In accordance with one preferred embodiment of this invention, the zero headspace extractor of this invention comprises a transparent reactor vessel produced from glass. Suitable sorbents for placement into the dialysis bags include sorptive resins, alumina, ion exchange resins, charcoal and mixtures thereof. Once filled, the dialysis bags are inserted into the glass reactor vessel, which is then sealed with a TEFLON-coated stopper 40, as shown in
In this example, soil which was dominated by BTEX, polyaromatic hydrocarbons (PAHs) and total petroleum hydrocarbon (TPH) was homogenized and measured in 10 gram aliquots. A resin bag containing 3 grams of resin was prepared and inserted into transparent reactor vessels. The transparent reactor vessels were sacrificed at regular intervals. The volatiles extracted from the soils were adsorbed onto the resin and most of the volatiles and semi-volatiles were found to be removed by means of the resin through the dialysis membrane.
In this example, two samples were processed for the determination of partition coefficient and rapid release fractions (benzene) in modified zero headspace units in accordance with one embodiment of this invention. These samples were tested by varying the liquid to soil ratio in the range from about 11:1 to about 134:1. The results obtained with Sample 1, shown in
TABLE 1 Summary of SPLP Data for Two Contaminant Samples Sample No. Benzene Xylene Naphthalene 1 0.886 mg/l 0.071 mg/l 0.008 mg/l 2 8.61 mg/l 4.34 mg/l 19.5 mg/l
The results summarized in Table 2 were obtained with samples containing only benzene and show a variation of <15% using two different methods for determining the rapid release fraction. These samples were selected due to large variation in their benzene concentrations.
Comparison of Rapid Release Fractions Using
Different Determination Methods
Rapid Release Fraction (%)
Soil Conc. (mg/kg)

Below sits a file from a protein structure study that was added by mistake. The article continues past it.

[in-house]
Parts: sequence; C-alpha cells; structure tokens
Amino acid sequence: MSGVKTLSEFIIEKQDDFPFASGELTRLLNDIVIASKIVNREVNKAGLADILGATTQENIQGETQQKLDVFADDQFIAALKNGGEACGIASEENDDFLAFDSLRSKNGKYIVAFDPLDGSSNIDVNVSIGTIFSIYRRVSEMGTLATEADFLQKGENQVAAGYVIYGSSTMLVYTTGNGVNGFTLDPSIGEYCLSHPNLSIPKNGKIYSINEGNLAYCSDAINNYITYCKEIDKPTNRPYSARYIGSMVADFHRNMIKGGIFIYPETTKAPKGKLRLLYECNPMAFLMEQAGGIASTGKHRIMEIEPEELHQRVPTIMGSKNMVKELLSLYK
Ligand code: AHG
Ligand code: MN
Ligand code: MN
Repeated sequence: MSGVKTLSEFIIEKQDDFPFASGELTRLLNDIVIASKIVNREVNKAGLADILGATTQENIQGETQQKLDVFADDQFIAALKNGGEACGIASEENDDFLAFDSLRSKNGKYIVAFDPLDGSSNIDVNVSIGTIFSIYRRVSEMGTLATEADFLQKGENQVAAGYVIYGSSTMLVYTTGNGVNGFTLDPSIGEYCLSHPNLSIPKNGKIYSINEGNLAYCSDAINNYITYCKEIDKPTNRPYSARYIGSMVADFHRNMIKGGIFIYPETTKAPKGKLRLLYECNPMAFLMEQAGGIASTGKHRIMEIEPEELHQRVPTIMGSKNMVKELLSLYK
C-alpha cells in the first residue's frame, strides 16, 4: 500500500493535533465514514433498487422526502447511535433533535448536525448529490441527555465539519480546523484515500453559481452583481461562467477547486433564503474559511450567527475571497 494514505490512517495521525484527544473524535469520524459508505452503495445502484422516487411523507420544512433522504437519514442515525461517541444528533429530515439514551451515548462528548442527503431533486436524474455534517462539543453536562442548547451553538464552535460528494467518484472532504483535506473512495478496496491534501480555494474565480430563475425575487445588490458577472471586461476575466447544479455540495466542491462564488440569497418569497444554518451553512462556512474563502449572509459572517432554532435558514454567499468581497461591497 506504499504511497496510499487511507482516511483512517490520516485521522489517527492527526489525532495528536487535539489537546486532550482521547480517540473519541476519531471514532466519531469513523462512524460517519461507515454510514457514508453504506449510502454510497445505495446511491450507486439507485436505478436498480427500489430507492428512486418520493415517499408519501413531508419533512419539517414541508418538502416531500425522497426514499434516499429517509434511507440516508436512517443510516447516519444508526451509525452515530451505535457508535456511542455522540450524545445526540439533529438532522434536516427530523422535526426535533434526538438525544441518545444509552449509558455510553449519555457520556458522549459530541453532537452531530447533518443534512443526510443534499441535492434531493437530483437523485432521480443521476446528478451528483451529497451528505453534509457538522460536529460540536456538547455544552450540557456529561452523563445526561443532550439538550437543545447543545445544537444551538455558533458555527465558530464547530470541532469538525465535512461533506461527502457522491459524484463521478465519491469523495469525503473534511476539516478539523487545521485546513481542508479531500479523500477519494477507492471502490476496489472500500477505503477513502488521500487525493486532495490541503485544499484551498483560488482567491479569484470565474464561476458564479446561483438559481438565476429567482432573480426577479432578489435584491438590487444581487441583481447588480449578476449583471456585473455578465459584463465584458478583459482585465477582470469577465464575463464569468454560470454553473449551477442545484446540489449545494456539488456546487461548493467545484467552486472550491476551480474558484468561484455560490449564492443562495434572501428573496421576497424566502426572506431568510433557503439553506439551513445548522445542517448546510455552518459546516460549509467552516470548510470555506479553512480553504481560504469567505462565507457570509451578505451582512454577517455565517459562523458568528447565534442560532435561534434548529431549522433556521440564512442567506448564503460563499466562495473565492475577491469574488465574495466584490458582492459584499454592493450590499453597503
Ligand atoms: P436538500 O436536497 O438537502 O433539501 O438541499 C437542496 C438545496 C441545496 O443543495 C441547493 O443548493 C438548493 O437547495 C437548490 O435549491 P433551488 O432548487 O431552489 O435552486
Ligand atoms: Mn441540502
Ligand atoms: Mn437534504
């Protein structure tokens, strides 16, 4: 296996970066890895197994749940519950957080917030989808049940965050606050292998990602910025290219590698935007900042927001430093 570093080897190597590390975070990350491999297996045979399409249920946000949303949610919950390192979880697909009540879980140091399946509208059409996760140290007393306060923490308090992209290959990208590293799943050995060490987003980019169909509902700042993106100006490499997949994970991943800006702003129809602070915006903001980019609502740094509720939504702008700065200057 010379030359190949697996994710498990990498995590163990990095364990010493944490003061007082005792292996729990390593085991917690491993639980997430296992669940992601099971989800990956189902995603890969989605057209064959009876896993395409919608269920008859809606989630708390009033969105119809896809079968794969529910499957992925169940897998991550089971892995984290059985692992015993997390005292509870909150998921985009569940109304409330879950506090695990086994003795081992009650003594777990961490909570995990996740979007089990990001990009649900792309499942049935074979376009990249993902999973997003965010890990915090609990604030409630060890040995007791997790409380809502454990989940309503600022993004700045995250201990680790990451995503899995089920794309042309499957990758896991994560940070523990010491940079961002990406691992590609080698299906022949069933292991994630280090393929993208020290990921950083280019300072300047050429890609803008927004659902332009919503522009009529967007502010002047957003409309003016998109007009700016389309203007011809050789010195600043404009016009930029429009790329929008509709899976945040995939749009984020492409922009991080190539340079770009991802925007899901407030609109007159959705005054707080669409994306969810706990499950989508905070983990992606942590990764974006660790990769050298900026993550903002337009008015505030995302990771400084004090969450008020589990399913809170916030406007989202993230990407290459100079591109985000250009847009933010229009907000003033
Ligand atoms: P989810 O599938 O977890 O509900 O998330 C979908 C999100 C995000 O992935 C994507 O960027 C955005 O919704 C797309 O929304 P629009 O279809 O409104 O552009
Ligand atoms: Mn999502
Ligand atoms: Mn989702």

In this example, two samples were processed in conventional and modified zero headspace units. The results, summarized in
TABLE 3 Comparison of Rapid Release Fraction for Conventional and Modified ZHE Units Rapid Release Fraction (%) Conventional Modified ZHE Units Samples Soil Conc. (mg/kg) ZHE Unit Resin Test Serial Dilution 3 64.7 18.9 77.3 61.1 4 15.4 13.3 69.7 89.2
These examples demonstrate that the modified ZHE unit in accordance with this invention is very effective in determining the rapid release fraction of volatile compounds such as benzene. Independent experiments performed on set of samples demonstrate a good reproducibility with standard deviation within 20% variations between different samples processed. Thus, the modified ZHE units in accordance with this invention are very suitable for mixing of samples using magnetic stirrers.
While in the foregoing specification this invention has been described in relation to certain preferred embodiments thereof, and many details have been set forth for the purpose of illustration, it will be apparent to those skilled in the art that the invention is susceptible to additional embodiments and that certain of the details described herein can be varied considerably without departing from the basic principles of this invention.
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|U.S. Classification||436/178, 422/69, 436/174, 73/1.01, 436/181, 422/83, 422/50, 73/1.02, 422/68.1, 422/88, 436/177, 436/175, 422/80, 73/23.2, 436/43, 422/81, 422/534|
|International Classification||G01N1/22, G01N1/18, B32B5/02, G01N33/24, G01N1/10, G01N1/00|
|Cooperative Classification||Y10T436/25375, G01N33/24, Y10T436/11, Y10T436/25, Y10T436/25125, G01N1/10, Y10T436/255, Y10T436/25875, G01N1/2294|
|European Classification||G01N33/24, G01N1/10, G01N1/22S|
|Feb 22, 2002||AS||Assignment|
Owner name: GAS TECHNOLOGY INSTITUTE, ILLINOIS
Free format text: ASSIGNMENT OF ASSIGNORS INTEREST;ASSIGNORS:SONI, BHUPENDRA K.;HAYES, THOMAS D.;REEL/FRAME:012633/0896
Effective date: 20020221
|Sep 13, 2010||FPAY||Fee payment|
Year of fee payment: 4
|Sep 15, 2014||FPAY||Fee payment|
Year of fee payment: 8